Remembering Peterloo after 199 years

Posted by The Skibbereen Eagle | August 16, 2018 0



Today 16th August marks the 199th anniversary of the Peterloo Massacre at St Peters Field in Manchester. As once again in Britain workers rights and their ability to organise and strike are being attacked we should remember Peterloo, one of the darkest days in Manchester’s history it is a milestone in our hard fought & won freedoms for peaceful assembly.

The numbers of dead and injured when the Manchester Yeomanry rode into a peaceful crowd protesting for the vote has never been finally substantiated, but aside from those killed it ran into hundreds in terms of those who received injuries from sabres or horses hooves. Peterloo had several lasting impacts. One was the 1832 Reform Act. Another was the Manchester Guardian. The founder of the paper, John Edward Taylor, was a  witness to and a persistent critic of the Magistrates actions at Peterloo.  peterlootodayblue-plaque-small

In the England of 1819 workers had no rights, there was no “One man, One vote.” The country was divided into “Rotten Boroughs” where only the property owners  elected the MP’s and the country was run for the benefit  of the wealthy and the landowners. They were “represented” in a sham democracy by the Tory Party which, then as now, operated as a conspiracy against those who actually created the wealth, the workers who included many women and children as well as men. What united them is they had short, wretched lives in appalling conditions manipulated by those who controlled the productive resources, the Law and the Armed Forces, and used them shamelessly to feed their greed and their conspicuous consumption.

That is why I get angry at the uninformed who claim all political parties are the same, a tune happily played by the Right but also by the divisive sectarian Left whose barren agenda has never attracted the support from working people that they endlessly verbalise about while the rest of the world and the “workers” yawn their heads off. For Modern Britain, the 5th richest economy in the world, is very much a product of the Labour Party which has created a land with a diverse mixed economy, cultural richness and diversity, universal education, healthcare and social safety net, to create a “Land fit for Heroes” where there was a common social consensus that the people who fought and suffered together to create and defend freedom deserved fair and equitable share of the land and its economy as of right. From the Peterloo Massacre, the struggle of the Tolpuddle Martyrs and many more grew the Labour and Co-operative movements which changed Britain and created the Labour Party to represent the values of working people. Despite the spin and detractors, unlike its political opponents, it is still the same mass democratic party representing working people and the values of their honest labour.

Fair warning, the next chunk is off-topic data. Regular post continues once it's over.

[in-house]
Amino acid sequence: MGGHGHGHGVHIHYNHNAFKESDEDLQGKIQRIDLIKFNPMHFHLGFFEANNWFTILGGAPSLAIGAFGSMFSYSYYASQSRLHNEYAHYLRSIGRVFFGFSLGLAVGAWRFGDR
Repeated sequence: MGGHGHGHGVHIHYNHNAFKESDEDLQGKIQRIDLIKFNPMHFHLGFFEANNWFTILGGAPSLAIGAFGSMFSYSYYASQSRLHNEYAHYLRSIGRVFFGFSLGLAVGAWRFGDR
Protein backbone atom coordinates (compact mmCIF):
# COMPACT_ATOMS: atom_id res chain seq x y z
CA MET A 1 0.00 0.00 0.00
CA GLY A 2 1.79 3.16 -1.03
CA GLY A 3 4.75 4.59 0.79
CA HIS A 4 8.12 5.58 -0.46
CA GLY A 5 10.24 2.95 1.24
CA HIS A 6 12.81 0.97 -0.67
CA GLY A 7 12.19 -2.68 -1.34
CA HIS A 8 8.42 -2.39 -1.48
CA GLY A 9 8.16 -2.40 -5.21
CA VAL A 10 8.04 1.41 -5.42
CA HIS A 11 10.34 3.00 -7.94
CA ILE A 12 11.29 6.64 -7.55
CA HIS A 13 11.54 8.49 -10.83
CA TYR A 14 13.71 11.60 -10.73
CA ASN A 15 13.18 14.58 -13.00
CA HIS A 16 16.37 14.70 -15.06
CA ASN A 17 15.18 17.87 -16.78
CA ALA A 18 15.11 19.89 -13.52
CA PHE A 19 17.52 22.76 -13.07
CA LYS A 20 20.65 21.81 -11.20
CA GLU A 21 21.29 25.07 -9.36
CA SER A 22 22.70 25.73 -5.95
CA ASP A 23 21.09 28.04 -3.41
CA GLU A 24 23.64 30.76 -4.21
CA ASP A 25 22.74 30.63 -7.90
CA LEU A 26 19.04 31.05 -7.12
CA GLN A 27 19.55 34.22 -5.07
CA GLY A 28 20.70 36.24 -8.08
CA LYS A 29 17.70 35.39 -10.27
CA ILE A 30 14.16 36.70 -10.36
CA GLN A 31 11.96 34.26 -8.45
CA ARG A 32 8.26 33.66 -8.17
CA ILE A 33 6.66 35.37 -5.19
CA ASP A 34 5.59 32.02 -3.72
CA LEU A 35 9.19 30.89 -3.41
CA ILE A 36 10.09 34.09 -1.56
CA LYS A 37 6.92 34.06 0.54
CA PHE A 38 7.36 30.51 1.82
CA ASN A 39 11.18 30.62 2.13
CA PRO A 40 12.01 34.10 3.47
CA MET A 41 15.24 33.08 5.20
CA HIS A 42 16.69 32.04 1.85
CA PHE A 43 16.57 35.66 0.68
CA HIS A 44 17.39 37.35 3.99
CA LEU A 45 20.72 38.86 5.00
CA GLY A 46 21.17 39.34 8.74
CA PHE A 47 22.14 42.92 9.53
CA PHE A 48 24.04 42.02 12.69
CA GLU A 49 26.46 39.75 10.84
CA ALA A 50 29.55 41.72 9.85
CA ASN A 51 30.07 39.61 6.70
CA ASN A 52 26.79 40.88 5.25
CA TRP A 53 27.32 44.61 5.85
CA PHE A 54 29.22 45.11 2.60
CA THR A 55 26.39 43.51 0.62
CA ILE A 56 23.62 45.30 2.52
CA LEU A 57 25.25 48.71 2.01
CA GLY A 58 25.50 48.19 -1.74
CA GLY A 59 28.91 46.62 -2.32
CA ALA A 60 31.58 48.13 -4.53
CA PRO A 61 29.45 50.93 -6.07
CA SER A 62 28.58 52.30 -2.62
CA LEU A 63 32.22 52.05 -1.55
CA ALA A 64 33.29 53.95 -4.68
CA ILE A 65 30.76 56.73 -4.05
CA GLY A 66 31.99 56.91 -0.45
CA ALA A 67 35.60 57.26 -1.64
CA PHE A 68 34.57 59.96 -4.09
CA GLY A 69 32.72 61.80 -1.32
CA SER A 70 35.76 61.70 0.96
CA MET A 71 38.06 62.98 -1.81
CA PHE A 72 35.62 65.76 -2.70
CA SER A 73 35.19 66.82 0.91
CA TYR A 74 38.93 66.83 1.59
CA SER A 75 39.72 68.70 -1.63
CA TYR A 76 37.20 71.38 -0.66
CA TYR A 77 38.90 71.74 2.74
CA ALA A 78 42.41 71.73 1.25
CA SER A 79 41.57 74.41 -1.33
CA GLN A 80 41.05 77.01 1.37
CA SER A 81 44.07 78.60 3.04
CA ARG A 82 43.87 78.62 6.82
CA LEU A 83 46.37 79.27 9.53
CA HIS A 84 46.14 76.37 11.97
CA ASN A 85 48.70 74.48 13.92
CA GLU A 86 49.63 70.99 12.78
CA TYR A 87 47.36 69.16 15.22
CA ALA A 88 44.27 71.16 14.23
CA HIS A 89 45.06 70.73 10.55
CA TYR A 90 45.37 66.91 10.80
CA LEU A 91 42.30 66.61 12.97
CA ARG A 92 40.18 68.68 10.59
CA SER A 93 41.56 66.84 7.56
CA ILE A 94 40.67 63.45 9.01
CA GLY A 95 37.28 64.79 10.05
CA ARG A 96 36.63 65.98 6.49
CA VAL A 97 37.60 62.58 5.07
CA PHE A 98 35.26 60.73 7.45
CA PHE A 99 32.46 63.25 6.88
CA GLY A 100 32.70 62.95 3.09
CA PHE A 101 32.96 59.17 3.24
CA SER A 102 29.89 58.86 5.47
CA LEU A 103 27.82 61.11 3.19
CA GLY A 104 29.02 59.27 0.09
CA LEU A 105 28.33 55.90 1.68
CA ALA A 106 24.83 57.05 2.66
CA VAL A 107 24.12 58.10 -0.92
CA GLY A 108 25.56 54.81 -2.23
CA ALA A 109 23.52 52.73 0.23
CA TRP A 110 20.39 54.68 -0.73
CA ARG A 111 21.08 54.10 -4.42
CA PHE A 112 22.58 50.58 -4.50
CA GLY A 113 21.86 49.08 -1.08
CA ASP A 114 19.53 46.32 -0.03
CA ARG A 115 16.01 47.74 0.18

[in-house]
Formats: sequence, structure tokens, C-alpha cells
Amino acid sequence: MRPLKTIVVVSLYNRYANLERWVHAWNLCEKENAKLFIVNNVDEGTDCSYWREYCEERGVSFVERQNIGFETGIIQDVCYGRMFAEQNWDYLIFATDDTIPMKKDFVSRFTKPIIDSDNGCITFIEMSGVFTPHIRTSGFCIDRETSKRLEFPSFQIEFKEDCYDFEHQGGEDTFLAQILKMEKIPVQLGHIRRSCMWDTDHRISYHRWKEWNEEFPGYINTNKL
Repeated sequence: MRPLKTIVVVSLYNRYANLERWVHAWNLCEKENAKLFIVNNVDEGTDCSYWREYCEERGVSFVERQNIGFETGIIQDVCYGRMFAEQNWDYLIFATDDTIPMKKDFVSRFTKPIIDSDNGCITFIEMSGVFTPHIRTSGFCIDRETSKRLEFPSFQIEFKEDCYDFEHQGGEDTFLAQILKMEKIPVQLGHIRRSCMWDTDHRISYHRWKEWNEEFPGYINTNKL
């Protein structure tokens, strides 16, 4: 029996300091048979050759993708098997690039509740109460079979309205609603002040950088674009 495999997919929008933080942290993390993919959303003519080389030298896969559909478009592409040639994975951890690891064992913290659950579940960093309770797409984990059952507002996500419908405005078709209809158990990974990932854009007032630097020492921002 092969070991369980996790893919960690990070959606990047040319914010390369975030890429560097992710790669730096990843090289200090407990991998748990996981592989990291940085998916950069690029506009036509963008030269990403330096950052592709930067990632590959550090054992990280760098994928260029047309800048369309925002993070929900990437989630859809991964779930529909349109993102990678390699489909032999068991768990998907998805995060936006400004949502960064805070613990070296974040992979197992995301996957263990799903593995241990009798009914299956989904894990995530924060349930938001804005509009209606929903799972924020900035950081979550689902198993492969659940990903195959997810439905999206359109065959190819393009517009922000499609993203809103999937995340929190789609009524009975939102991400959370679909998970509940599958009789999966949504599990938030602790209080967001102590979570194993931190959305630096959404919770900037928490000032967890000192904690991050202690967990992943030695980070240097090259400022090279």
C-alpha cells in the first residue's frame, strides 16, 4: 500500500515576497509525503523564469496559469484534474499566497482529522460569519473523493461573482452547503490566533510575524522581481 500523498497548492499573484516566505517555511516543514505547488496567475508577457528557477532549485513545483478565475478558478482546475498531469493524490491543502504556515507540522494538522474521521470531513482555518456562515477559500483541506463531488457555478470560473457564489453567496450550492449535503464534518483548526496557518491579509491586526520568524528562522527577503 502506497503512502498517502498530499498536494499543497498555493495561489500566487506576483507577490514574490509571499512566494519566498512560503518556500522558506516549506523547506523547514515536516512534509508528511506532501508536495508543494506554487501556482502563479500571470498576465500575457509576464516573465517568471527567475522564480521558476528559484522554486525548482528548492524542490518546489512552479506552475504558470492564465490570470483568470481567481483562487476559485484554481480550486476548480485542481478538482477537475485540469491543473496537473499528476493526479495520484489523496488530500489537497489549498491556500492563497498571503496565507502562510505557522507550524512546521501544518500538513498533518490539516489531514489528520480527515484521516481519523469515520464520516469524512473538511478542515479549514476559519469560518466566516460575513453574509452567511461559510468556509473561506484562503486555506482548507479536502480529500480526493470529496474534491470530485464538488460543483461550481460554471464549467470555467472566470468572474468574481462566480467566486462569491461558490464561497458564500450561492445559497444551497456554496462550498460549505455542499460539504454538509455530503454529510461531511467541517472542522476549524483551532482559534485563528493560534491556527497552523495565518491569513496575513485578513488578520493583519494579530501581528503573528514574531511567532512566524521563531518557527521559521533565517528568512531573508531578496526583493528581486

The ceremony in Manchester is organised each year  was by the Peterloo Memorial Campaign. It takes place under a plaque commemorating the massacre on Peter Street. The charge which also saw 700 injured, was commemorated im Percy Bysshe Shelley’s protest poem

The Masque of Anarchy.

‘Men of England, heirs of Glory,

Heroes of unwritten story,

Nurslings of one mighty Mother,

Hopes of her, and one another;

‘Rise like Lions after slumber

In unvanquishable number,

Shake your chains to earth like dew

Which in sleep had fallen on you – 

Ye are many – they are few.’

On the 16th of August 1819 the huge open area around what’s now St Peters Square, Manchester, played host to an outrage against over 60,000 peaceful pro-democracy and anti-poverty protesters; an event which became known as The Peterloo Massacre. An estimated 18 people, including a woman and a child, died from saber cuts and trampling. Over 700 men, women and children received extremely serious injuries. All in the name of liberty and freedom from poverty.


Notice “to the inhabitants of the Hundred of Salford”, published by the magistrates the day after the massacre